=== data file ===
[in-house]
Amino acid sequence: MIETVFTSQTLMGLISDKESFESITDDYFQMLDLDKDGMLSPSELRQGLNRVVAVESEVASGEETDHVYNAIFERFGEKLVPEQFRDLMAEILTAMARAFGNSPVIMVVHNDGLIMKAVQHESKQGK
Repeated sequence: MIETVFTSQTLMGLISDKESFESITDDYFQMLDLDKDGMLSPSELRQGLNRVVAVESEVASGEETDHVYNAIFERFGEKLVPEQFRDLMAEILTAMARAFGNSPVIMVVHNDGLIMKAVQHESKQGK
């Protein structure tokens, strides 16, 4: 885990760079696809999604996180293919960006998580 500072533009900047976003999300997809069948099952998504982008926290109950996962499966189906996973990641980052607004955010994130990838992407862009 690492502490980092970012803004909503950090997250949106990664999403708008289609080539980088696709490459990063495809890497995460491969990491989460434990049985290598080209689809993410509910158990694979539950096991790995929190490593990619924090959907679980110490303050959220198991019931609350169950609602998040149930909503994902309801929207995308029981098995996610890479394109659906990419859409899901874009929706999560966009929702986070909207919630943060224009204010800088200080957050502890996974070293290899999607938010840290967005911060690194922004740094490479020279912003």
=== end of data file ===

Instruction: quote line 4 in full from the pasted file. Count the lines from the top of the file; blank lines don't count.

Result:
């Protein structure tokens, strides 16, 4: 885990760079696809999604996180293919960006998580 500072533009900047976003999300997809069948099952998504982008926290109950996962499966189906996973990641980052607004955010994130990838992407862009 690492502490980092970012803004909503950090997250949106990664999403708008289609080539980088696709490459990063495809890497995460491969990491989460434990049985290598080209689809993410509910158990694979539950096991790995929190490593990619924090959907679980110490303050959220198991019931609350169950609602998040149930909503994902309801929207995308029981098995996610890479394109659906990419859409899901874009929706999560966009929702986070909207919630943060224009204010800088200080957050502890996974070293290899999607938010840290967005911060690194922004740094490479020279912003």